Energetic members of staff of the Montego Bay Community College, academic and auxiliary alike, adorned in white, red and blue shirts completed one of this year’s national projects, restoration of the Frome Police Station. The main area of focus was the kitchen. Members of staff worked tirelessly and relentlessly to repair the kitchen counter that was in a deplorable condition. They retiled the surface with ceramic tiles; renovated the kitchen cupboards; built a microwave shelf; as well as, changed the emaciated door of the kitchen. In addition, members of staff were eager to show their stylistic skills by manicuring the lawns of the station. Others painted the walls, both interior and exterior, with blue and white paint; changed light bulbs; and installed new dust to dawn lights.


    Constable Randae Stephens, a member of the Frome Police Station, maintained that he is grateful for the kind gesture that the Montego Bay Community College campuses have executed at the station. “I am very grateful. The station needed a facelift, especially [in] the kitchen, seeing that it was in a deplorable condition. I am also grateful that the Montego Bay Community College [campuses] have taken the mantle to cause some changes to the facility and I want to say many thanks,” he remarked.


    Dr Maureen Nelson, the acting principal of the Montego Bay Community College, classified the day a success. She reiterated, “We had a successful, gratifying, rewarding and fully accomplished day with some serious, hard work done by all categories of [the Montego Bay Community College] staff at the Frome Police Station. Believe me, we have transformed the Frome Police Station and they are truly grateful for the work that was done by us.”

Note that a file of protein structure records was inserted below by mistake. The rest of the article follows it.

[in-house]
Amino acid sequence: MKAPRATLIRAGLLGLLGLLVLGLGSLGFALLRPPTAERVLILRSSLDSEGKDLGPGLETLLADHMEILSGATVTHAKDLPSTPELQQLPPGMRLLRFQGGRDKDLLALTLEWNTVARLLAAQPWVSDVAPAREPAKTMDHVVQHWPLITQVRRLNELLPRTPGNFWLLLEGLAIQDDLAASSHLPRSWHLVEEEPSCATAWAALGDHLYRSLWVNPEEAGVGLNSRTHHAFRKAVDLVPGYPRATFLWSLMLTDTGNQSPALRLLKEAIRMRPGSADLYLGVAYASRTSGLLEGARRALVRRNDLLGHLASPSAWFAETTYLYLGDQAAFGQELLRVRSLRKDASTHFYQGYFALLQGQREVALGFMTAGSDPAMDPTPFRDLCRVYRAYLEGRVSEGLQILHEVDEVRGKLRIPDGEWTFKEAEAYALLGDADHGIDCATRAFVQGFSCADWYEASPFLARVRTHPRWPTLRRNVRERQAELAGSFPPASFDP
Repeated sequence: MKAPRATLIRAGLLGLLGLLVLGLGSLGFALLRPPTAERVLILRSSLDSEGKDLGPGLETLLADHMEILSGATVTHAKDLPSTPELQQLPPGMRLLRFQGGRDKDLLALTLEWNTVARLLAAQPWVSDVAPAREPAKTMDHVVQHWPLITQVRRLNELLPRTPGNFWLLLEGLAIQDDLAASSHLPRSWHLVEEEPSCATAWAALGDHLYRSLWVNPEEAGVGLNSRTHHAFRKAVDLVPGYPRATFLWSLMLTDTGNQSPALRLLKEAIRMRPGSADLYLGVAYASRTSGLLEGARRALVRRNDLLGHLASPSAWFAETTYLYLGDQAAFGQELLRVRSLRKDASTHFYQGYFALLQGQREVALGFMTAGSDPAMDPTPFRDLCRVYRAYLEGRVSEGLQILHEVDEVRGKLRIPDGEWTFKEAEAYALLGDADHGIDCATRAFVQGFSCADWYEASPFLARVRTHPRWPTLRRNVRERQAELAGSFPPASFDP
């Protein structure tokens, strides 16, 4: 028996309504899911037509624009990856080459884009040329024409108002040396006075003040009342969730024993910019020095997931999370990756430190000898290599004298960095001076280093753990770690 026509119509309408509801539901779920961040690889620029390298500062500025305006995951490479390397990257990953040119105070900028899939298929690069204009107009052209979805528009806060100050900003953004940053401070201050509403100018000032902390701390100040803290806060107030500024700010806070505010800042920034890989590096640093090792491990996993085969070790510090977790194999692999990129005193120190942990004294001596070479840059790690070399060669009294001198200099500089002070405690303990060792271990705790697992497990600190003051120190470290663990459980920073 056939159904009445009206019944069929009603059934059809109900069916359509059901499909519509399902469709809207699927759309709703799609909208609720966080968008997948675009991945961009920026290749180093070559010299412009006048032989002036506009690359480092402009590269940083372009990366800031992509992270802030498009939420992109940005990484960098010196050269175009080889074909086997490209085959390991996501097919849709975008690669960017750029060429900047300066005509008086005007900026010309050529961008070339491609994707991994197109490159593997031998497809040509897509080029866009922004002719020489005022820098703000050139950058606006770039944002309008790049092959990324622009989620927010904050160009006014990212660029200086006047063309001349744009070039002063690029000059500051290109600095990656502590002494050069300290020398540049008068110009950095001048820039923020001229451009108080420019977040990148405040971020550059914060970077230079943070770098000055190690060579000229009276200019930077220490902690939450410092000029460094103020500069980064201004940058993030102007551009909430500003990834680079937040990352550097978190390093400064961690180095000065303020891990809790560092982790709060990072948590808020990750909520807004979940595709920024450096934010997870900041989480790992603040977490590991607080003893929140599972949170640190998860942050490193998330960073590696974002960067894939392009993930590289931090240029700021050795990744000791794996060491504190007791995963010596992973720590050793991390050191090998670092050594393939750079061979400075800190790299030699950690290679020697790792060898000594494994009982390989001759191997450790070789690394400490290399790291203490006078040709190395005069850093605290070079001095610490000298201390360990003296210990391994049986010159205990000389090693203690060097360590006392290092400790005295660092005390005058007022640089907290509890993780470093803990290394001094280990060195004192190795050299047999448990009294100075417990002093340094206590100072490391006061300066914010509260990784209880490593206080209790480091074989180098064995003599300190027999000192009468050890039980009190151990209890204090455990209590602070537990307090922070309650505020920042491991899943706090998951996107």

Constable Stephens in his response stated that the Frome Police Station will remember and hold in high regard the contributions made by the college. He stated, “The air conditioning unit is fitting now, since the days are extremely hot, so we are indeed grateful for this.”


    Dr Nelson extended gratitude to the following persons and/or organisations who assisted with the success of the day’s events: C & S Services and Supplies, Icon Imports and Distributors Ltd, Bullhead Water, Bioden Chemicals, Rotary Club of Savanna-la-mar, Negril Home Solutions, F.T.R Garments Ltd., United Finance Sales & Services, Books & More, Appliance Traders Limited, C&E Hotel Restaurant Supply, Bogue Wholesale, Dr Trevor Hacker – Discovery Dental, Power Plus Electrical & Plumbing Hardware, HEART Trust/NTA Granville and Mr Deon Morgan – TC Morgan Electrical Contractors.


    The motto of the college, ‘The end crowns the work’, was apt to the success of Labour Day 2017. Likewise, the objectives of this project were in tandem with the objectives of the nation’s Labour Day, which includes “enhancing the dignity of labour day by improving the environment” and “encouraging the principle of solidarity; building and sharing.”


    “Let’s celebrate the labour that builds up this great land. From field to field; desk to desk; they built in hand in hand!”



    Kemorine Buchanan and Zaheer E. Clarke
    Faculty Advisors
    Press Club
    Montego Bay Community College